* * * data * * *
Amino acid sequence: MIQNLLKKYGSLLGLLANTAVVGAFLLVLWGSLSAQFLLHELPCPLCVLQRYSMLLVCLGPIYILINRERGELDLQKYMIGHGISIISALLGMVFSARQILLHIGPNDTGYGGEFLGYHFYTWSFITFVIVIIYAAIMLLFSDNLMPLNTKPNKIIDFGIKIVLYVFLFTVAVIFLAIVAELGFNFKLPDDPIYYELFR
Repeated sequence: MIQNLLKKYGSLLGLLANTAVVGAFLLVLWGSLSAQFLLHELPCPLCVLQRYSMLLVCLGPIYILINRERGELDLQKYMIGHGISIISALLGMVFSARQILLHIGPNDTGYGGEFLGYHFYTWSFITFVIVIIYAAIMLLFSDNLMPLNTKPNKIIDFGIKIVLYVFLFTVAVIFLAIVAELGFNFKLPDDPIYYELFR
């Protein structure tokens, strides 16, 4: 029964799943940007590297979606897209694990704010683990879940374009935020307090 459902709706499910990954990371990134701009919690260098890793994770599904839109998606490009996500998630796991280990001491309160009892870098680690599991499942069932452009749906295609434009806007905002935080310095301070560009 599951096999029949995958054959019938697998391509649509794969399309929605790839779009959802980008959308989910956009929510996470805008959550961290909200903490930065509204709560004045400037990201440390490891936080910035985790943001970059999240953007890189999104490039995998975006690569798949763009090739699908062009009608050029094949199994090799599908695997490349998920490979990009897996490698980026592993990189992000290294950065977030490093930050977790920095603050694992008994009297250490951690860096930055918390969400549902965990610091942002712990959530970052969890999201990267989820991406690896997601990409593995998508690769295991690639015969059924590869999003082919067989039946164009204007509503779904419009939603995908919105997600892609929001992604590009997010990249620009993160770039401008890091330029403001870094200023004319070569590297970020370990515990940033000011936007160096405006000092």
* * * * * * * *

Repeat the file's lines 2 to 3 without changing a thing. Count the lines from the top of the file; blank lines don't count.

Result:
Repeated sequence: MIQNLLKKYGSLLGLLANTAVVGAFLLVLWGSLSAQFLLHELPCPLCVLQRYSMLLVCLGPIYILINRERGELDLQKYMIGHGISIISALLGMVFSARQILLHIGPNDTGYGGEFLGYHFYTWSFITFVIVIIYAAIMLLFSDNLMPLNTKPNKIIDFGIKIVLYVFLFTVAVIFLAIVAELGFNFKLPDDPIYYELFR
């Protein structure tokens, strides 16, 4: 029964799943940007590297979606897209694990704010683990879940374009935020307090 459902709706499910990954990371990134701009919690260098890793994770599904839109998606490009996500998630796991280990001491309160009892870098680690599991499942069932452009749906295609434009806007905002935080310095301070560009 599951096999029949995958054959019938697998391509649509794969399309929605790839779009959802980008959308989910956009929510996470805008959550961290909200903490930065509204709560004045400037990201440390490891936080910035985790943001970059999240953007890189999104490039995998975006690569798949763009090739699908062009009608050029094949199994090799599908695997490349998920490979990009897996490698980026592993990189992000290294950065977030490093930050977790920095603050694992008994009297250490951690860096930055918390969400549902965990610091942002712990959530970052969890999201990267989820991406690896997601990409593995998508690769295991690639015969059924590869999003082919067989039946164009204007509503779904419009939603995908919105997600892609929001992604590009997010990249620009993160770039401008890091330029403001870094200023004319070569590297970020370990515990940033000011936007160096405006000092």